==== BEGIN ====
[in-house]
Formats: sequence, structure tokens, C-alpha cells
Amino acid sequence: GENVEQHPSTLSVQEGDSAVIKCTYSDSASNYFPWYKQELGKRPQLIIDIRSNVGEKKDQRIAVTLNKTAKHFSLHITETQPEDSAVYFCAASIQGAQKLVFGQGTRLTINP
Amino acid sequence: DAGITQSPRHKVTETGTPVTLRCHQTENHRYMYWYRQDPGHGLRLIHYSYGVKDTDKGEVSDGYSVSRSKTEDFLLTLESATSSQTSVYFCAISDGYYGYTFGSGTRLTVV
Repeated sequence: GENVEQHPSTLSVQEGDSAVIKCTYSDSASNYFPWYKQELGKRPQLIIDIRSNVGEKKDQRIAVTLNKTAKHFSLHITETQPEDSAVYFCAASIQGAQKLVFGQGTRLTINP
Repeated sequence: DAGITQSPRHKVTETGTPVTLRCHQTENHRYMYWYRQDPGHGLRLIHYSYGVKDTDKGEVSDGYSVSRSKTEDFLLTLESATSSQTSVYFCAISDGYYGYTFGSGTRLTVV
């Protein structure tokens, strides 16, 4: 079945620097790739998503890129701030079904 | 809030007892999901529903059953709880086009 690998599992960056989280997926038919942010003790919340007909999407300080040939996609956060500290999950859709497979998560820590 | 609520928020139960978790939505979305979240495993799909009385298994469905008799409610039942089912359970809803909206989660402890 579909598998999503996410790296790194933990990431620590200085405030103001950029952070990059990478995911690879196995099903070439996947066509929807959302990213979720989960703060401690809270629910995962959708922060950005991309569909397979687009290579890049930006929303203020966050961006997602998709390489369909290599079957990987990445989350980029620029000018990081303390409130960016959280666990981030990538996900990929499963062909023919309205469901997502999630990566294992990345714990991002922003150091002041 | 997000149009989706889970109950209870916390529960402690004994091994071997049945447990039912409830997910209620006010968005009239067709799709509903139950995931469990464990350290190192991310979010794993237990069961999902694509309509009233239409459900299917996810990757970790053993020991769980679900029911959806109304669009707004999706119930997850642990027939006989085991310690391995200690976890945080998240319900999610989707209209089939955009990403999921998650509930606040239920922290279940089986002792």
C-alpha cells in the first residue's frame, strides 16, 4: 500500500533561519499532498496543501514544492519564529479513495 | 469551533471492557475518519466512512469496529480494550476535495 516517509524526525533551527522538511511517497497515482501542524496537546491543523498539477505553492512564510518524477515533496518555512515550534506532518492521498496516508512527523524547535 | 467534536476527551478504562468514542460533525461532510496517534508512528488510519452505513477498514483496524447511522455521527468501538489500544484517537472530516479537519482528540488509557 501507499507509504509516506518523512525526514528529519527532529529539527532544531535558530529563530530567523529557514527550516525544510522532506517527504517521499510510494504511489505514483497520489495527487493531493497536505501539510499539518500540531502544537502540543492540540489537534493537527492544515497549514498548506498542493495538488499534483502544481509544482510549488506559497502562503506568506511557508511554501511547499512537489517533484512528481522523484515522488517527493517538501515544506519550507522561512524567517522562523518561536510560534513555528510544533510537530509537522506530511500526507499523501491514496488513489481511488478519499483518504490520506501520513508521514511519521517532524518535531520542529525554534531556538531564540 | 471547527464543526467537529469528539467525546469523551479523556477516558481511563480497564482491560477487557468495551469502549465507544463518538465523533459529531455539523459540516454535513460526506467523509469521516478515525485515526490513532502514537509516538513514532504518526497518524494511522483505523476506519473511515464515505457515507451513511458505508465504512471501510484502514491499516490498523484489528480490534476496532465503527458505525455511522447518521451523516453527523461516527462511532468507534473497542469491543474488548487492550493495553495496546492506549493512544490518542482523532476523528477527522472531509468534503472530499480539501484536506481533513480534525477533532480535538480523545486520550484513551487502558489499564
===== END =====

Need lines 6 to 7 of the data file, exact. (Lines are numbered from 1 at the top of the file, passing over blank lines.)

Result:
Repeated sequence: DAGITQSPRHKVTETGTPVTLRCHQTENHRYMYWYRQDPGHGLRLIHYSYGVKDTDKGEVSDGYSVSRSKTEDFLLTLESATSSQTSVYFCAISDGYYGYTFGSGTRLTVV
């Protein structure tokens, strides 16, 4: 079945620097790739998503890129701030079904 | 809030007892999901529903059953709880086009 690998599992960056989280997926038919942010003790919340007909999407300080040939996609956060500290999950859709497979998560820590 | 609520928020139960978790939505979305979240495993799909009385298994469905008799409610039942089912359970809803909206989660402890 579909598998999503996410790296790194933990990431620590200085405030103001950029952070990059990478995911690879196995099903070439996947066509929807959302990213979720989960703060401690809270629910995962959708922060950005991309569909397979687009290579890049930006929303203020966050961006997602998709390489369909290599079957990987990445989350980029620029000018990081303390409130960016959280666990981030990538996900990929499963062909023919309205469901997502999630990566294992990345714990991002922003150091002041 | 997000149009989706889970109950209870916390529960402690004994091994071997049945447990039912409830997910209620006010968005009239067709799709509903139950995931469990464990350290190192991310979010794993237990069961999902694509309509009233239409459900299917996810990757970790053993020991769980679900029911959806109304669009707004999706119930997850642990027939006989085991310690391995200690976890945080998240319900999610989707209209089939955009990403999921998650509930606040239920922290279940089986002792």